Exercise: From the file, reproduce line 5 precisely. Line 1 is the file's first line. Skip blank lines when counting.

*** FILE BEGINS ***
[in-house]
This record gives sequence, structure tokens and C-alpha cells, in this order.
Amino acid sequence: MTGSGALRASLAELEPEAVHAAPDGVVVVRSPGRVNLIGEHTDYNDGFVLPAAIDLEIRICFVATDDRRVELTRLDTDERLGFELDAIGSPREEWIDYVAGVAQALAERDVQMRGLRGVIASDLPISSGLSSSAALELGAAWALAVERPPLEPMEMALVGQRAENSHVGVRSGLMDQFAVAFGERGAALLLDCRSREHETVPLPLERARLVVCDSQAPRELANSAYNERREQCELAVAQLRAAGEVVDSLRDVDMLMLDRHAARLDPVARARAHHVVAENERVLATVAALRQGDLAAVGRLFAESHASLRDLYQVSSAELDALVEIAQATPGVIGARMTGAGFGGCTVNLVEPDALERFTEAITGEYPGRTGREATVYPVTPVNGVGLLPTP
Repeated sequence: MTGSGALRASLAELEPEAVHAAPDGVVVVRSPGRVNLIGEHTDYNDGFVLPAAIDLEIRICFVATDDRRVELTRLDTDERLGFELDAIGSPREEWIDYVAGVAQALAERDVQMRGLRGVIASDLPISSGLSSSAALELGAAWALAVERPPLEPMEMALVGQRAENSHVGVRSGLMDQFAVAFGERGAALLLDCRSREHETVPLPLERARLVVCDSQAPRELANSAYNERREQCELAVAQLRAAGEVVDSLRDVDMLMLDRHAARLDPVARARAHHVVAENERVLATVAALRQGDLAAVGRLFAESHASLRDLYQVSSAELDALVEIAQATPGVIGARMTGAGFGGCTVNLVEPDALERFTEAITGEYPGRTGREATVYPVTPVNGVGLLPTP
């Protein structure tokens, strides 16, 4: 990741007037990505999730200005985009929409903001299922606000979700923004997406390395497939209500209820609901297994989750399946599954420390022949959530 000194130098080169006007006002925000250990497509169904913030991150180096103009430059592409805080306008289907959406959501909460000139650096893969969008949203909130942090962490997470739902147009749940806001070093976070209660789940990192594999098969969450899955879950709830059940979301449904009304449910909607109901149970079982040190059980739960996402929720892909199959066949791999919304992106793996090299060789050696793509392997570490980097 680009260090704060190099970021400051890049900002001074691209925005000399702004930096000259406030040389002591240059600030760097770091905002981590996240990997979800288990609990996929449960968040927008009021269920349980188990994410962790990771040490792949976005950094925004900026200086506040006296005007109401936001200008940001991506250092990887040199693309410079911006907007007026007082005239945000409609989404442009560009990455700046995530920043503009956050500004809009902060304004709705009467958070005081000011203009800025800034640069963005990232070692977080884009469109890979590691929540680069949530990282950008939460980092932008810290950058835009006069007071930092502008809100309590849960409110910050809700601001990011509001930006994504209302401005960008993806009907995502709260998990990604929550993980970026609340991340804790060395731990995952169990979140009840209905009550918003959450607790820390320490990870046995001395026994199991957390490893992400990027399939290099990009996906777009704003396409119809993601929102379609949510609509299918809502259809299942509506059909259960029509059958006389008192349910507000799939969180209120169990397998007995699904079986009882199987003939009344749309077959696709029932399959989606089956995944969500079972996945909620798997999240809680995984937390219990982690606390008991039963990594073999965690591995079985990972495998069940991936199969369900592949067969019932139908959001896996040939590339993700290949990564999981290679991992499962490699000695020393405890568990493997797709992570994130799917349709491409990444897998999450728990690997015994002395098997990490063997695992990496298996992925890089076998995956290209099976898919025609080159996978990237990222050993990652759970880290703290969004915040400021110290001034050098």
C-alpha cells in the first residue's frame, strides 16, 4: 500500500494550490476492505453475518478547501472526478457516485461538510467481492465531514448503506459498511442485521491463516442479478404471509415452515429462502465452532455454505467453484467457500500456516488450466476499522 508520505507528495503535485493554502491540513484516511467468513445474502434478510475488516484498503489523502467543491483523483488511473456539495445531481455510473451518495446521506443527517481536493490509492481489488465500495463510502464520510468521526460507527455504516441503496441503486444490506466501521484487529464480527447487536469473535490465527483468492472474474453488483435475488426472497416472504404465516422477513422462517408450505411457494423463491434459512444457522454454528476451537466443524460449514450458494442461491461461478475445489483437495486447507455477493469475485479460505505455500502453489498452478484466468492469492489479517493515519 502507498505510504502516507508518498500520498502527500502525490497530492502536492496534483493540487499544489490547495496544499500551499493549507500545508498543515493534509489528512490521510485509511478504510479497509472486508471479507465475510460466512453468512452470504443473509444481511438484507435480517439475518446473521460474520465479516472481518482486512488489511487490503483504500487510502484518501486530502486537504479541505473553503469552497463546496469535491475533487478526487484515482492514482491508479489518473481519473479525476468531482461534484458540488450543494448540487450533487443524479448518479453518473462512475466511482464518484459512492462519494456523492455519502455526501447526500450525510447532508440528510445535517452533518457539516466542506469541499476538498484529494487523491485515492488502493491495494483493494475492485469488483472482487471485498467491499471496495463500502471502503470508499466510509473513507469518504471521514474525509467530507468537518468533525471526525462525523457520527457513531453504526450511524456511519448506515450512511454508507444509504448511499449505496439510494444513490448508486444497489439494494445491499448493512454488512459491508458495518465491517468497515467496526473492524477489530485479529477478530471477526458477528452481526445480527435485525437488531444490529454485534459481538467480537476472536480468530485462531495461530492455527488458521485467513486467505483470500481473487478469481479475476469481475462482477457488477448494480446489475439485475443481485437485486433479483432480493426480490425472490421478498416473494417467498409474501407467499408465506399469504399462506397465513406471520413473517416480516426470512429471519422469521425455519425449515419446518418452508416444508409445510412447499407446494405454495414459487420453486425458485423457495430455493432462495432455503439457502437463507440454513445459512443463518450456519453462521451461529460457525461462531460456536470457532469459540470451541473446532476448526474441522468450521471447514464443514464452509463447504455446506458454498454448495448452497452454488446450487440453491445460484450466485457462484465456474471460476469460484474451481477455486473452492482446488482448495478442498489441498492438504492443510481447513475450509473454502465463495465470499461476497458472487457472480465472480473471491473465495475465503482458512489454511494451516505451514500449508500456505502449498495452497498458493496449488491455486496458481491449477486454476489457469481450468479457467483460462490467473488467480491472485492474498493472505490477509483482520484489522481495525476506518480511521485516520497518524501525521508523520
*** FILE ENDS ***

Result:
């Protein structure tokens, strides 16, 4: 990741007037990505999730200005985009929409903001299922606000979700923004997406390395497939209500209820609901297994989750399946599954420390022949959530 000194130098080169006007006002925000250990497509169904913030991150180096103009430059592409805080306008289907959406959501909460000139650096893969969008949203909130942090962490997470739902147009749940806001070093976070209660789940990192594999098969969450899955879950709830059940979301449904009304449910909607109901149970079982040190059980739960996402929720892909199959066949791999919304992106793996090299060789050696793509392997570490980097 680009260090704060190099970021400051890049900002001074691209925005000399702004930096000259406030040389002591240059600030760097770091905002981590996240990997979800288990609990996929449960968040927008009021269920349980188990994410962790990771040490792949976005950094925004900026200086506040006296005007109401936001200008940001991506250092990887040199693309410079911006907007007026007082005239945000409609989404442009560009990455700046995530920043503009956050500004809009902060304004709705009467958070005081000011203009800025800034640069963005990232070692977080884009469109890979590691929540680069949530990282950008939460980092932008810290950058835009006069007071930092502008809100309590849960409110910050809700601001990011509001930006994504209302401005960008993806009907995502709260998990990604929550993980970026609340991340804790060395731990995952169990979140009840209905009550918003959450607790820390320490990870046995001395026994199991957390490893992400990027399939290099990009996906777009704003396409119809993601929102379609949510609509299918809502259809299942509506059909259960029509059958006389008192349910507000799939969180209120169990397998007995699904079986009882199987003939009344749309077959696709029932399959989606089956995944969500079972996945909620798997999240809680995984937390219990982690606390008991039963990594073999965690591995079985990972495998069940991936199969369900592949067969019932139908959001896996040939590339993700290949990564999981290679991992499962490699000695020393405890568990493997797709992570994130799917349709491409990444897998999450728990690997015994002395098997990490063997695992990496298996992925890089076998995956290209099976898919025609080159996978990237990222050993990652759970880290703290969004915040400021110290001034050098």